Making it worse, in this case, is that he's friends with Dennis Prager. So, when I replied to him, which actually was the first draft of this below as a private email (hey, see what I mean about me responding to him...?!) -- the sputtering could be heard at 500 paces. I then decided to expand the email into a Huffington Post.
When a Dittohead writes you, it can be teeth-gnashing when there is so little you can do in response. But when one realizes that you have a platform and megaphone to reply with, larger than "Hit Reply," it not only gives personal comfort, but also makes Dittoheads of the World more wary about keeping you on their Bulk Mail List...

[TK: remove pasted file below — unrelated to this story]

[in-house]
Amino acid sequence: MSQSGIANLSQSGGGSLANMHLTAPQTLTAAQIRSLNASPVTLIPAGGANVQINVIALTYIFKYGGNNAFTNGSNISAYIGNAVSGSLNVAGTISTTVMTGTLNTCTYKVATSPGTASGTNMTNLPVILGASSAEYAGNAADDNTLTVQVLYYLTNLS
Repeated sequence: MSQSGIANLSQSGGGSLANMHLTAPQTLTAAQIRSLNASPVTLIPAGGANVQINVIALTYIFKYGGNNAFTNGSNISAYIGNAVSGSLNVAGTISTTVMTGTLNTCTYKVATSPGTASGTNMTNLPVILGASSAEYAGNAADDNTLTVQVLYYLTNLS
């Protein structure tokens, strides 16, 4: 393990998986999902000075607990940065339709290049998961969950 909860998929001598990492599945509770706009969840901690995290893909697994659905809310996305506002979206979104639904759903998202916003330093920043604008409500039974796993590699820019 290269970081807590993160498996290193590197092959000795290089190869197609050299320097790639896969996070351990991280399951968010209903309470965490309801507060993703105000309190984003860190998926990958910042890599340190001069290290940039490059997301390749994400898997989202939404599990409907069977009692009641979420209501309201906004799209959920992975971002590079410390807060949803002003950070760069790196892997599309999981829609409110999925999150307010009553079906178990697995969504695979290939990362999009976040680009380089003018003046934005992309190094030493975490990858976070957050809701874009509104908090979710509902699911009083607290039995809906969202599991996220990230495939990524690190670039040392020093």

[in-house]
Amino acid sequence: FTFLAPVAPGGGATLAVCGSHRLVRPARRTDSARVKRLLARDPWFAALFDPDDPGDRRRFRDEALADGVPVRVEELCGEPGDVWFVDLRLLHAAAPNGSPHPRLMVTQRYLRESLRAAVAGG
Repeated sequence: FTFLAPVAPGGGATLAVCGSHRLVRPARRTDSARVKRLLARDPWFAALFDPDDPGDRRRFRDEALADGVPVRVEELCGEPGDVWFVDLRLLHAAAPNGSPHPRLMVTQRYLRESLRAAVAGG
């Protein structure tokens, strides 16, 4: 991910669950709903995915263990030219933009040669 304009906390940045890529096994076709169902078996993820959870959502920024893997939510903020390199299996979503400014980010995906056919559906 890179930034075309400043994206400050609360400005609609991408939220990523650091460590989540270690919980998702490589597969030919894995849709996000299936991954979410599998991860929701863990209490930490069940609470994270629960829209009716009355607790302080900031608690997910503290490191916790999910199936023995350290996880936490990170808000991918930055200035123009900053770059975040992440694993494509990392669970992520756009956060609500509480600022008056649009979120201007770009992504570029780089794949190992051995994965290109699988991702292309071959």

Dennis Prager: Making the World a Crueler Place, One Word at a Time
These articles have two things in common. One is that they all border on fear, and the other is their relationship to facts is similar to P.T. Barnum's.
What is unfortunate is that my friend -- and his circle -- accept them all on faith. And the problem of accepting temporal matters on faith is that it doesn't develop the power to think for oneself.
The other day, the latest forwarding was an article by Dennis Prager. It was an essay that, on the surface, appeared to discuss a philosophic argument contrasting religion with the evils of secular world. In reality, it was just bulldozing facts to make a political point.
This below isn't the whole article by Mr. Prager. In fairness, I only got through the first four paragraphs. But I include those four, so that what follows would be in context.
May 25, 2010